ascot aug08
This is a single article. Click HERE to go to the main page.

Friday, January 11, 2008


The racing news for 2008 has been centred on one track - SANTA ANITA - and its struggles with its Cushion track. Jockey Garret Gomez is quoted as saying there are jagged rocks coming out og the track. Eeks. Racing started up again there yesterday, let's see what happens.

This weekend, lots of stakes action at Santa Anita and elsewhere. Tomorrow's post will examine some of these races...


Stay tuned for a contest in which you form a team of 10 1st crop stallions and you get points for winners, wins, stakes wins, graded wins etc...
Prizing to be announced later. So get out those SIRE BOOKS and start studying.

Twists and turns follow Curlin

copyright Tom Wolski, The Province

Published: Friday, January 11, 2008

You can't make this stuff up. If the recent bizarre incidents in the life of outstanding race horse Curlin are not good enough for a future Movie of the Week, then try and find a better story.

Midnight Cry's stable, owned by Shirley Cunningham and William Gallion, co-owners of Preakness Stakes and $5 million Breeder's Cup Classic winner Curlin, are accused of defrauding 418 clients of $42 million involving the diet drug Fen-Phen as part of a $200-million lawsuit.

As a yearling and on the advice of bloodstock agent Ken McPeek, Midnight Cry Stables purchased Curlin in 2006 for $57,000.

They then sold 80 per cent of the horse to Jesse Jackson's Stonestreet Stables and two partners for a reported $3.5 million after his maiden win at Gulfstream Park in Florida in 2007.

Two days ago, Jackson bought his partners out and now retains 80 per cent ownership of Curlin.

On Monday, a Kentucky judge assigned the cash value of all of Midnight Cry's assets to those Fen-Phen plaintiffs.

Also dropping a lawsuit on Cunningham and Gallion is bloodstock agent McPeek, who is seeking a5 per cent commission he says was promised on any sale of Curlin.

While Jackson maintains Curlin will race this year, lawyers for the plaintiffs are asking for foreclosure of the debt and putting their 20 per cent of the horse up for auction.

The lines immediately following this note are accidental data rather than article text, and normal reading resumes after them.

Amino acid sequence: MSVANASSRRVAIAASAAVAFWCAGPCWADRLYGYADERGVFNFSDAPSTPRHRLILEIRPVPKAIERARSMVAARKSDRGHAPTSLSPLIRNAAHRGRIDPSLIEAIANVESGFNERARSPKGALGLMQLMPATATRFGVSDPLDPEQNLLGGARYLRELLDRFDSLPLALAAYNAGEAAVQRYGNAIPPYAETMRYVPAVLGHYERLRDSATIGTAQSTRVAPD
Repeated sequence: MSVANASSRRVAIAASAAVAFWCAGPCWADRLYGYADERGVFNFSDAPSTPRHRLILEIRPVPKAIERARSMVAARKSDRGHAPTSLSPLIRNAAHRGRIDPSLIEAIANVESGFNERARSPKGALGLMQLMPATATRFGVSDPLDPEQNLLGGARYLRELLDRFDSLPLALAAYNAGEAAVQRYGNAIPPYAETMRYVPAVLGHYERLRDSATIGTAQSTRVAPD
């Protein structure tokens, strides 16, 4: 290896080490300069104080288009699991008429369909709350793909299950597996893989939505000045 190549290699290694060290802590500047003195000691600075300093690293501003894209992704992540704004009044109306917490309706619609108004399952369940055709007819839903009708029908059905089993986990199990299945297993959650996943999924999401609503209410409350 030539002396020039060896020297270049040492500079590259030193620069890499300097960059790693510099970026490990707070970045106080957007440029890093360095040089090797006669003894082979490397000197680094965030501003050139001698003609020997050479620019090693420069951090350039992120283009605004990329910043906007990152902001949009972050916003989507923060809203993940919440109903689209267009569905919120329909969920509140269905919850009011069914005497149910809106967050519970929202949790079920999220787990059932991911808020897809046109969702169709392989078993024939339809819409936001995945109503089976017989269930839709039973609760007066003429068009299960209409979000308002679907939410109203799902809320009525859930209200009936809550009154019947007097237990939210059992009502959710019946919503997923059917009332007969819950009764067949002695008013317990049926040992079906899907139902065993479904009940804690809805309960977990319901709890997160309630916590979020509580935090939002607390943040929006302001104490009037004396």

A hearing is set for Jan. 22 in Kentucky.

Meanwhile Curlin, who is a lock to win an Eclipse Award for horse of the year, continues on his way back to the races.

Last Sunday and after winning the Classic, Curlin impressed railbirds with an impressive workout at the Fairgrounds in New Orleans, La. Which leads to a question.

After Curlin wins his first race and if all lawsuits are not settled between plaintiffs, owners and lawyers, would there be room enough for him in the winner's circle?

Rain check

According to connections for Canmor Farm's popular Hastings Monashee, her much-anticipated debut at Santa Anita racetrack in California may be over.

After missing her racing debut last Monday when races were cancelled due to unsafe track conditions at Santa Anita, they are hoping she will race this upcoming Monday.

"Monashee is doing great, much better here than when we took her to Toronto," said trainer Traci McCarthy by phone from Santa Anita.

"Unfortunately, with all the rain here, we came to California at the worst possible time.

"We had entered her last Monday and they cancelled races. She has been re-entered in a race for this upcoming Monday."

from San Bernadino Sun

Racing resumes, but decision on track is delayed

By Art Wilson, Staff Writer

Article Launched: 01/10/2008 10:31:29 PM PST

As racing returned to Santa Anita for the first time in six days Thursday, president Ron Charles delayed an announcement on the future of the track's controversial Cushion Track surface while officials huddled with synthetic-track expert Ian Pearse.

Charles had promised a decision by Thursday afternoon on how Santa Anita was going to proceed for the remainder of its winter-spring meet, but problems finding the right soil for a proposed conventional dirt surface and last-ditch efforts to try to salvage Cushion Track have made the final decision "day-by-day."